For the final quarter, Atkinson decided to let new Nets acquisition Jahlil Okafor get some tick, with surprisingly successful results—until now, Okafor’s Nets points have been garbage-time work in blowouts or vs. bad teams. Between him, the always-underrated Spencer Dinwiddie and the always-shooting Allen Crabbe, Brooklyn retook the lead. It’s a cliched word, to be sure, but “grit” is applicable to every Nets player, from Carroll and Dinwiddie to Tyler Zeller and rookie center Jarrett Allen. They do not go away unless they’re incalculably blown out.

They didn’t go away when Boston swarmed back thanks to the work of Kyrie, Tatum and Smart, after which the teams generally traded leads back and forth. And they didn’t go away when Tatum got clutch buckets on consecutive plays: one a rim-rattling throwdown, the other a graceful corner trey from an assist and offensive board wrangled wildly by Kyrie. (You heard me.) Dudes virtually unknown to many NBA fans, like Joe Harris, kept the Nets from folding—though they received plenty of assistance from Celtics performances that, final result notwithstanding, were mostly less than great.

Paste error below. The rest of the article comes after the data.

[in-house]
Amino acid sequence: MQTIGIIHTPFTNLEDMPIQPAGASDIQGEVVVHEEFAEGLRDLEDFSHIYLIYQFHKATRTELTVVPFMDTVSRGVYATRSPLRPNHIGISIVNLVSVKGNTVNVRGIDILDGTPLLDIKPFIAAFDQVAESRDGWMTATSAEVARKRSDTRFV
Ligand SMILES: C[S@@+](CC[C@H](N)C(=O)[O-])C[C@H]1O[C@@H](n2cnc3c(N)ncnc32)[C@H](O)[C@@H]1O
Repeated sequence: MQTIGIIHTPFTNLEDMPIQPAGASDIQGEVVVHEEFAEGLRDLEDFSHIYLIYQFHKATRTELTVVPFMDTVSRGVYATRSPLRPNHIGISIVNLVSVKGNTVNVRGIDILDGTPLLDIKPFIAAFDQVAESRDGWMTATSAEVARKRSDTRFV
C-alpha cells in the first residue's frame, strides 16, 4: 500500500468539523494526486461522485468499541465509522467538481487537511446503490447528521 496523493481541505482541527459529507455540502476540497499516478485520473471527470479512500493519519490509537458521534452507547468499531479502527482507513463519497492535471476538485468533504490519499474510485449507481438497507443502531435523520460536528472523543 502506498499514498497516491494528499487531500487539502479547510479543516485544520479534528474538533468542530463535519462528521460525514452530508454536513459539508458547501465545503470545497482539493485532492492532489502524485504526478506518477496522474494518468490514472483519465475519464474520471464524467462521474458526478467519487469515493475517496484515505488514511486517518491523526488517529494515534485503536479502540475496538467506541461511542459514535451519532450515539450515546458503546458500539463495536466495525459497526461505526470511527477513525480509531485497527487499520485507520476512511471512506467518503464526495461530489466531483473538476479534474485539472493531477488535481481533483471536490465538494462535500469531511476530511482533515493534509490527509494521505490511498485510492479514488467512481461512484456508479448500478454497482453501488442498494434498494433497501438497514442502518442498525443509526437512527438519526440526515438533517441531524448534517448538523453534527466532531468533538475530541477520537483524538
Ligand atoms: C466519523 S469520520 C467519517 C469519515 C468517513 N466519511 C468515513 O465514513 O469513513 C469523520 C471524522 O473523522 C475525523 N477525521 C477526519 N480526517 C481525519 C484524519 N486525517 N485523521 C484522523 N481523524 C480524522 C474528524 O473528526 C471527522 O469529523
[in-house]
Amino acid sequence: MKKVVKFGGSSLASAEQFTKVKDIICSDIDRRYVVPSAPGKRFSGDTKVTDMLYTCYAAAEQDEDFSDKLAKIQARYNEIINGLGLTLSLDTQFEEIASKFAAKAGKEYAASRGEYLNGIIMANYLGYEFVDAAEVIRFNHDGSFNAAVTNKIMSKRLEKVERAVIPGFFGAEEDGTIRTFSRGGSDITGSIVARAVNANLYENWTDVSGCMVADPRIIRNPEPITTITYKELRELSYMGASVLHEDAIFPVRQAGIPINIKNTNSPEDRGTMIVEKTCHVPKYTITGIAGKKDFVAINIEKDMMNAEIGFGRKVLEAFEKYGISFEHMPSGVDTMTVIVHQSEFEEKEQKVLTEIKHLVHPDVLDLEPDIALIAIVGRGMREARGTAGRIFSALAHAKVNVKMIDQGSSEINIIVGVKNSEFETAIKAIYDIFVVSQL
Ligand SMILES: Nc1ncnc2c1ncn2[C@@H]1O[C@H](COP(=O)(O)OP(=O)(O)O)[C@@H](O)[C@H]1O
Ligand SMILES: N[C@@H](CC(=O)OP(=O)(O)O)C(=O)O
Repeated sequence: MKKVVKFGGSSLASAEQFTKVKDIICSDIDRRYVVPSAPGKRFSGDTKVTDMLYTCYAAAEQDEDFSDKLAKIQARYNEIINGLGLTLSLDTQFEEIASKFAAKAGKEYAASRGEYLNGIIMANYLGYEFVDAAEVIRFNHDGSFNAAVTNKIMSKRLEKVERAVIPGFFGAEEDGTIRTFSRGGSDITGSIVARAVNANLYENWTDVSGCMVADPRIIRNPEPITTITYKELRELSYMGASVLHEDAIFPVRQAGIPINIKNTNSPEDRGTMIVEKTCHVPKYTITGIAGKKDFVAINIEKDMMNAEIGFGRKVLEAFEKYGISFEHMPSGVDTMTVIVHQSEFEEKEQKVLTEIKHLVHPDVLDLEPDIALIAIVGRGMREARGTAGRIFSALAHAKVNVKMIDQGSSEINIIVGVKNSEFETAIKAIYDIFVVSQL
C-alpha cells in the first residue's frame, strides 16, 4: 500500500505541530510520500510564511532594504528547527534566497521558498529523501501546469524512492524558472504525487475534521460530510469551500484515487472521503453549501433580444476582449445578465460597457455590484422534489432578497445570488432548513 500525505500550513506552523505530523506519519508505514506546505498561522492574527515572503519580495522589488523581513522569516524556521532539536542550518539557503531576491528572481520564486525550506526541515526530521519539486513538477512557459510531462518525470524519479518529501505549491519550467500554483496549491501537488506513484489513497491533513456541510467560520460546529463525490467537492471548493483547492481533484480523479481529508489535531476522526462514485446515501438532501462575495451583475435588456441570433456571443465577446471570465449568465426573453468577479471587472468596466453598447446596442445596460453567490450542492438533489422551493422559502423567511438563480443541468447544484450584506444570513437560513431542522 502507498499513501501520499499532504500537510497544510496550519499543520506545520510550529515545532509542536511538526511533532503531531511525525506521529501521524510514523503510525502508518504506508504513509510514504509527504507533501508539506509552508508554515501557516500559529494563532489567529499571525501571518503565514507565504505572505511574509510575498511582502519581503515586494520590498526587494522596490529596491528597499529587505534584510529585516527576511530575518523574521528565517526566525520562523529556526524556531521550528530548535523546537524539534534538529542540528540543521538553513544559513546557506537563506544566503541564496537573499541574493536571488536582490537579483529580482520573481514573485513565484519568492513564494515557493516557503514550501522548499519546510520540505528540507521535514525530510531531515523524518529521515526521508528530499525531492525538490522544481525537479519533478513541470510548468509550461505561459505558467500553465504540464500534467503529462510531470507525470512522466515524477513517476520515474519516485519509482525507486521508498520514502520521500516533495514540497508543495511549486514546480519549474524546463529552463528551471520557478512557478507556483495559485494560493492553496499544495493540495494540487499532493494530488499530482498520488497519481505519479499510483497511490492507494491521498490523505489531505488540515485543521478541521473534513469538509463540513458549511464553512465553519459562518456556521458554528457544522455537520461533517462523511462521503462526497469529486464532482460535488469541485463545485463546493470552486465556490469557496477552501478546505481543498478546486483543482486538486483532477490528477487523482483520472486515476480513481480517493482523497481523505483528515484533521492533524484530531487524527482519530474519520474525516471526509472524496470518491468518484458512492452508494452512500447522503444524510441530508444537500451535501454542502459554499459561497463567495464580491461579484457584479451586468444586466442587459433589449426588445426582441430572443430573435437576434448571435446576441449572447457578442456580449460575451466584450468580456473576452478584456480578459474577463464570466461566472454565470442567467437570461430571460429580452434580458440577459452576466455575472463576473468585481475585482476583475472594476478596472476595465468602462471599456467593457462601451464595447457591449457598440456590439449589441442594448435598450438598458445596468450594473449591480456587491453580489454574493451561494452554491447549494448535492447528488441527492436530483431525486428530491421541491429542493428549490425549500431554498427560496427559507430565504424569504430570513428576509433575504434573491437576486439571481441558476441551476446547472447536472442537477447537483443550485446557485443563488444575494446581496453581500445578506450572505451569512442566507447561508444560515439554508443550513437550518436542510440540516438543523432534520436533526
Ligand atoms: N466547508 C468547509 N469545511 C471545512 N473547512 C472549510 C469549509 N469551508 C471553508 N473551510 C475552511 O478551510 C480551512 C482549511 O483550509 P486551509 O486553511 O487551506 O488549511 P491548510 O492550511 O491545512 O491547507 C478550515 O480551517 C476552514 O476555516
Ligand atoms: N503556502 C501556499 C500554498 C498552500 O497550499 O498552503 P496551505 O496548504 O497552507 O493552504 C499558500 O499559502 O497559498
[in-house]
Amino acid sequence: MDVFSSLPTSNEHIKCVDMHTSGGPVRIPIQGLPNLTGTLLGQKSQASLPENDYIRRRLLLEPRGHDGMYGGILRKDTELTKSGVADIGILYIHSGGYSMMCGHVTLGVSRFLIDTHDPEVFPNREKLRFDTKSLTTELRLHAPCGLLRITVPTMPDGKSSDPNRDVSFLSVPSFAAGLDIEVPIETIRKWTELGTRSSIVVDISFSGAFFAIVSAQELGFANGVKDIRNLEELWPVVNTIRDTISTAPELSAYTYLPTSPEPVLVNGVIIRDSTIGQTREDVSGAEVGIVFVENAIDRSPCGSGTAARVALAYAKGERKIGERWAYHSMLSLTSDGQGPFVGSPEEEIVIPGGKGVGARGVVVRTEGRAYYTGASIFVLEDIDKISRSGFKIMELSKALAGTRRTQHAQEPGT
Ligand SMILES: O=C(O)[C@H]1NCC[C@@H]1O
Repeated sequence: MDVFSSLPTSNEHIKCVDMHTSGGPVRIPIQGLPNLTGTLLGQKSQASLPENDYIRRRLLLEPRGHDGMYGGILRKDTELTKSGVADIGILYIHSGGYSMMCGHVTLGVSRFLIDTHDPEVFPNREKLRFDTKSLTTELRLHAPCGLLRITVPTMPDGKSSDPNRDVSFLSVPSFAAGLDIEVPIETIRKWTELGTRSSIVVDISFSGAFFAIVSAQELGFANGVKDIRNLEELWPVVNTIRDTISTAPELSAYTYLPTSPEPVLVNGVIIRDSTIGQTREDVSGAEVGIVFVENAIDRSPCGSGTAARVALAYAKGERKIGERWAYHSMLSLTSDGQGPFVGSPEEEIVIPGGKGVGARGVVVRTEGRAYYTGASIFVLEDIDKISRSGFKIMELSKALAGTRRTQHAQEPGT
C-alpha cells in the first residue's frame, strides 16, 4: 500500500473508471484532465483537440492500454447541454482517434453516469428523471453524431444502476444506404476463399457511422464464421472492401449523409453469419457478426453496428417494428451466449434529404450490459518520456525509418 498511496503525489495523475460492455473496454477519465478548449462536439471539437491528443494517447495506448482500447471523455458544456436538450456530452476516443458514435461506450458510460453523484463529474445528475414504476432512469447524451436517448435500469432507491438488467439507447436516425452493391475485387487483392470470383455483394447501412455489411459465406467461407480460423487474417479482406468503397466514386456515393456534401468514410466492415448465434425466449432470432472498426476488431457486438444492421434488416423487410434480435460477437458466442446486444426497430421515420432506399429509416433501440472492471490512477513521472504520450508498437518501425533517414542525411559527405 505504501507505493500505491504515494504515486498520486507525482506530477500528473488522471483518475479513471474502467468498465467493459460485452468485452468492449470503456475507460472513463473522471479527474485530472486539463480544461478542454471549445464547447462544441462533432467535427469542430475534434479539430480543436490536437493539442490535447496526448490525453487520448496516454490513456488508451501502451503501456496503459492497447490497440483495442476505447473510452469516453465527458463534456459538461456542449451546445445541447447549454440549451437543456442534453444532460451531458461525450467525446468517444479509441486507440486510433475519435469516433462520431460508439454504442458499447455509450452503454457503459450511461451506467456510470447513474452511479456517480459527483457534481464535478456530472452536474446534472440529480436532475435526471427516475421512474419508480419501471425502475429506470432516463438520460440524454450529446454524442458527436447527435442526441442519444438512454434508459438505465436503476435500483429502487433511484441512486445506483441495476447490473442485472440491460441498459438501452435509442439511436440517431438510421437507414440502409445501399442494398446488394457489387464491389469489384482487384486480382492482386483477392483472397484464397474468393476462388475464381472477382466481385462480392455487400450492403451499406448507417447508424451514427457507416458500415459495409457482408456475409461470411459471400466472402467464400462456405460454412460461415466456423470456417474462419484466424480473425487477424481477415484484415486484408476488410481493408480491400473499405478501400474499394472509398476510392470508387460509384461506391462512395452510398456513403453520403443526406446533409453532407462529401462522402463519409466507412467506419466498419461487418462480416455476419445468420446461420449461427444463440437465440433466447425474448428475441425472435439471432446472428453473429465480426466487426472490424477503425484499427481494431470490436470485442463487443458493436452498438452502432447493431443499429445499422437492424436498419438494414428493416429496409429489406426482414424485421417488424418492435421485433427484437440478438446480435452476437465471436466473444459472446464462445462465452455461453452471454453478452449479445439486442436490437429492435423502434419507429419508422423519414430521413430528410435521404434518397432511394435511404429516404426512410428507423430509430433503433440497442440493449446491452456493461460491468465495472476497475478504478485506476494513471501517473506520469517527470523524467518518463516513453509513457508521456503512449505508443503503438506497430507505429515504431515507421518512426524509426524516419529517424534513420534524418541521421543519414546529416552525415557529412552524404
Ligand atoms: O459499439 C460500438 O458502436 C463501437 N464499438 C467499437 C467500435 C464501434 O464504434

About that result: Tatum’s triple ended up functioning as the dagger, but it didn’t look that way in the moment. Harris and Dinwiddie got reasonable shots that luckily didn’t go in, and Brooklyn’s final possession seemed to last forever, with the ball bouncing around in the post between dudes in a mad scrum under the basket. Yet none of the efforts went in and Boston walked away with a grimy 87-85 win.

HOT ISH: Reserve guards showing hustle (Smart, of course, but also Shane Larkin); Tatum putting in a 14-6-0-3-6 (6!!!!) stat line only matched by another rookie in the last 25 years by Kevin Garnett; low turnovers.

NOT ISH: Honestly? Almost everything else. The Nets drastically out-rebounded the Cs, kept them from moving the ball well more often than not, and forced them into bad shots for much of the game.


The dagger (including Kyrie’s facilitation before the shot):

Theis and Jaylen turning defense into offense:

Box score